JF: Well, from either the manual GRC or the process GRC level, the problems are threefold. One is there's inefficient controls mapping. Control I mentioned multiple times. It could be, for example, how often do you need to change the passwords in your organization. The control could say it needs to be done on a quarterly basis and the sub-control could be that it needs to be ten digits, some capitals, some letters, etc. And how do you map that then to your PCI, or IP SoC, or some other compliance. That's not automated; that's a problem.

The second is inaccurate assessments. Without data coming directly from the IT systems or security systems, you really don't know what's happening. You can only have your ear to the ground as many companies say and they believe that the process is correctly done but they don't know what's actually happening in their system.

The third is insurmountable cost overrun. By having an inefficient controls mapping and these inaccurate assessments because there's no automation to data in your system, you then start to do a lot of manual work to prove to the auditor, prove to your board that you actually have these systems in place so that's what's inefficient and its problems that occur with the non-mature adoption models.

KB: What kind of maturity model would be more suitable for this type of technology and how would it work?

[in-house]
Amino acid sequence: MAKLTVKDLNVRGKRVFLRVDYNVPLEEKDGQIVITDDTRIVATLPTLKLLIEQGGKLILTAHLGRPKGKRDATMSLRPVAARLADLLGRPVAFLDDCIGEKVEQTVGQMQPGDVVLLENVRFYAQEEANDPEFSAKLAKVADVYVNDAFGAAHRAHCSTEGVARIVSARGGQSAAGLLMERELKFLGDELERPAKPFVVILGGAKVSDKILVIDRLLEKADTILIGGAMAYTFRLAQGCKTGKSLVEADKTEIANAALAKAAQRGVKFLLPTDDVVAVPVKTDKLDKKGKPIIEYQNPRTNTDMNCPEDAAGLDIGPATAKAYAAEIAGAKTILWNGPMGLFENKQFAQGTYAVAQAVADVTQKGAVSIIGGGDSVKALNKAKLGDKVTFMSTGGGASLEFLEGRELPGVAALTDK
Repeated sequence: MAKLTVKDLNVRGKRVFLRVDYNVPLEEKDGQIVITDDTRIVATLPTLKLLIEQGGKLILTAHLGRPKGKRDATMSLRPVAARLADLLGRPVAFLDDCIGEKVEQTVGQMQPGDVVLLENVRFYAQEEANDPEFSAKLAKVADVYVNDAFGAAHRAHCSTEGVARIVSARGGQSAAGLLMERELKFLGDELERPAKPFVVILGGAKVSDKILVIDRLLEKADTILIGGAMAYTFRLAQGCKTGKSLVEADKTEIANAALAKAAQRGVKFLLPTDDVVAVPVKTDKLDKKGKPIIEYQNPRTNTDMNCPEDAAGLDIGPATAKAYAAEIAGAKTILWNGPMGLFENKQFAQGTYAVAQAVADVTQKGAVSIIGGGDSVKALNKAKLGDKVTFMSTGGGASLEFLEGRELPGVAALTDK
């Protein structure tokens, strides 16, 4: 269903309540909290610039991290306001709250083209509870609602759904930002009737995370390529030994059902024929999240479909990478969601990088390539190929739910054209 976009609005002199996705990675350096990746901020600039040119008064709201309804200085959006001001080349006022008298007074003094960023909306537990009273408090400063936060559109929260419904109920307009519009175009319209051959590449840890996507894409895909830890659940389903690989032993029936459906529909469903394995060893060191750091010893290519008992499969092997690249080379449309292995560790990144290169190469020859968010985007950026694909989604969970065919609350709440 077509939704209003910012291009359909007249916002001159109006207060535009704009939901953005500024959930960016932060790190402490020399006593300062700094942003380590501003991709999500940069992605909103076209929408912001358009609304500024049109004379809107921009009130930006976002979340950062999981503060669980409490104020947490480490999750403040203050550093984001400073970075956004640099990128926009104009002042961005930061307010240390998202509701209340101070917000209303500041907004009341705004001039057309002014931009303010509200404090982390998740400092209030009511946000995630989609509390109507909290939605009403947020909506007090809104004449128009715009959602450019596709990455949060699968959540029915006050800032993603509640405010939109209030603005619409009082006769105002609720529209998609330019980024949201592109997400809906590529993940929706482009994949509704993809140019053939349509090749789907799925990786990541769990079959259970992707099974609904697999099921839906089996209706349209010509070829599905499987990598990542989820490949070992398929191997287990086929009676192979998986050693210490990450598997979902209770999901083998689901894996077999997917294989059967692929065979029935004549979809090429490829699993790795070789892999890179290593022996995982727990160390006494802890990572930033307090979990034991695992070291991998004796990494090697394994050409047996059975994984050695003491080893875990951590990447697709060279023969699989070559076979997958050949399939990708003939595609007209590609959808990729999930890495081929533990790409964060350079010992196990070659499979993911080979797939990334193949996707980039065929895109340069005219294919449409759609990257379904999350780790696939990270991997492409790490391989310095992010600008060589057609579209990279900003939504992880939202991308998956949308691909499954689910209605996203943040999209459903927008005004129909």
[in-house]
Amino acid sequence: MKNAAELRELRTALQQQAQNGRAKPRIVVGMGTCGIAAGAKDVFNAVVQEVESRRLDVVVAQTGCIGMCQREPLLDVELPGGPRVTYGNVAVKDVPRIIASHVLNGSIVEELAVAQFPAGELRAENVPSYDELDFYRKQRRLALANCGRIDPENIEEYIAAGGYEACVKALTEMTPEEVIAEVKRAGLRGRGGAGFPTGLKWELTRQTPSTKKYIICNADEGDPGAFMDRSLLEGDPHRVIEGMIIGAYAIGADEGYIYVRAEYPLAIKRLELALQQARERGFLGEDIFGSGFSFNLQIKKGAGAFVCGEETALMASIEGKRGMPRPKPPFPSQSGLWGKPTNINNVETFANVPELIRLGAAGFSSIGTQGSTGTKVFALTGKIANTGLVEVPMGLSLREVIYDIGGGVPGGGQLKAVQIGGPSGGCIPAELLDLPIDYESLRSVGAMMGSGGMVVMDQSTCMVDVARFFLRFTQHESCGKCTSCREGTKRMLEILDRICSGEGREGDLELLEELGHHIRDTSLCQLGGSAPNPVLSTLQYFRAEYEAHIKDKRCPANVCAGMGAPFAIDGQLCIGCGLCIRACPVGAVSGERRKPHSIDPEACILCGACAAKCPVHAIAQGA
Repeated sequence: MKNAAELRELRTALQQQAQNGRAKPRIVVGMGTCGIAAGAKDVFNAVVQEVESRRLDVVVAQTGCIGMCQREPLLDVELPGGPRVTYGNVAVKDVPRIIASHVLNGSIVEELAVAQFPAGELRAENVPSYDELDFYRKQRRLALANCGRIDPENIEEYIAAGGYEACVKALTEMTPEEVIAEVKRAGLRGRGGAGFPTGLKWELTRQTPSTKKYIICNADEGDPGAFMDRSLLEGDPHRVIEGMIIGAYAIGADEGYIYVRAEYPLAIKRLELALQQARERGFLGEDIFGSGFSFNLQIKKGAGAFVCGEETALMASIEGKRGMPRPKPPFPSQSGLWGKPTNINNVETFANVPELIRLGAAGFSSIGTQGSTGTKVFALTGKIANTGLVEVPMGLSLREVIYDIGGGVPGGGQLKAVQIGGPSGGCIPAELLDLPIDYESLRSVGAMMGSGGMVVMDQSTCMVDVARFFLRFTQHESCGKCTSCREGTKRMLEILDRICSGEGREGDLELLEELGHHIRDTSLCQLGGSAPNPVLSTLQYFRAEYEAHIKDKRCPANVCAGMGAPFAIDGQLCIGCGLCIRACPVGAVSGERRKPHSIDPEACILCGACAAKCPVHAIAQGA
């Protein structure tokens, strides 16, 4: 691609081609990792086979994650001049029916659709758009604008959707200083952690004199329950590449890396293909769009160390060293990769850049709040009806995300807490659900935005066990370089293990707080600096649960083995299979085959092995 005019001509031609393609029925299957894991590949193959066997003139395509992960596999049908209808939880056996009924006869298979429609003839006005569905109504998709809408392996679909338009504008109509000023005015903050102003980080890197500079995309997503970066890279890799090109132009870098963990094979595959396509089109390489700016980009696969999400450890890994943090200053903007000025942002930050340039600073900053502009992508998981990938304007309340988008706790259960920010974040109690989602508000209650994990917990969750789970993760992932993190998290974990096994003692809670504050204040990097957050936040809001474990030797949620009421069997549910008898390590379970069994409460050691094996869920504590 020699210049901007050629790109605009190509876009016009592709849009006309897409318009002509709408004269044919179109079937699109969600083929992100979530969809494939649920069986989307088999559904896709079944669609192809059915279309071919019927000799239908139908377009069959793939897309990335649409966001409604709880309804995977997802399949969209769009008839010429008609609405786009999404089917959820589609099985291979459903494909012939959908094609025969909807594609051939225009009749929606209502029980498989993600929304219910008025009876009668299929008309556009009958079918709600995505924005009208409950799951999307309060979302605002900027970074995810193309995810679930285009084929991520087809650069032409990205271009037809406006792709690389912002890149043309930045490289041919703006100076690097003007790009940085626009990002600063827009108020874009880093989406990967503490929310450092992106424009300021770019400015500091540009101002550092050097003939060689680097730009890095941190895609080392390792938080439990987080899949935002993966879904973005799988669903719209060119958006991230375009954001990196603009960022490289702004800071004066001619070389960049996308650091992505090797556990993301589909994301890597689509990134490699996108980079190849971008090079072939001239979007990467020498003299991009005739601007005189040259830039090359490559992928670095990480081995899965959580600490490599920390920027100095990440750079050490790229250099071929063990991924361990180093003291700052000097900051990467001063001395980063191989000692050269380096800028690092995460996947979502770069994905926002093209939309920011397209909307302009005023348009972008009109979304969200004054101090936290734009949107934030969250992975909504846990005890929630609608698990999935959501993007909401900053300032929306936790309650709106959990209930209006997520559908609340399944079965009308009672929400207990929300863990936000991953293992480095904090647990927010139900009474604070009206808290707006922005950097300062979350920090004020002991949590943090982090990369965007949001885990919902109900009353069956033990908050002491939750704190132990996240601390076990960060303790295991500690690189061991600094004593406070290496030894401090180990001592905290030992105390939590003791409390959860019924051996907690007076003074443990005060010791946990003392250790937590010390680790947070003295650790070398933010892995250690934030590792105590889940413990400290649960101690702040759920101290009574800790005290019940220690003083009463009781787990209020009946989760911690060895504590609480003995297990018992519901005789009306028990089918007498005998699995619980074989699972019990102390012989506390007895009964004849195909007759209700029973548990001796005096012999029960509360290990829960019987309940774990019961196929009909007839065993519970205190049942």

JF: Well, as we propose to the industry as a leading independent player, we believe that an Agiliance model has to allow for both top-down which we call process based GRC and bottom-up which we call automation based GRC in one combined framework so that allows you to test a thin slice of any piece of your organization against not one risk or one compliance initiative but against any. But you can get started with that kind of an application to do one piece and then add as you go so it allows people to get started, prove the value of these systems and then move across their entire organization, across all the compliance mandates, across all the risk policies that they need to address in a complete application. The other thing we think is really critical is that companies need to be able to deploy this not only on-premise but also in the cloud. Many companies have people who are far flung operations, some of their systems are already in the cloud and so Agiliance offers both cloud and on-premise deployment or a mixed deployment such that wherever your data is, wherever your people are, we can get at that information to provide you a view in real time to your risk and compliance.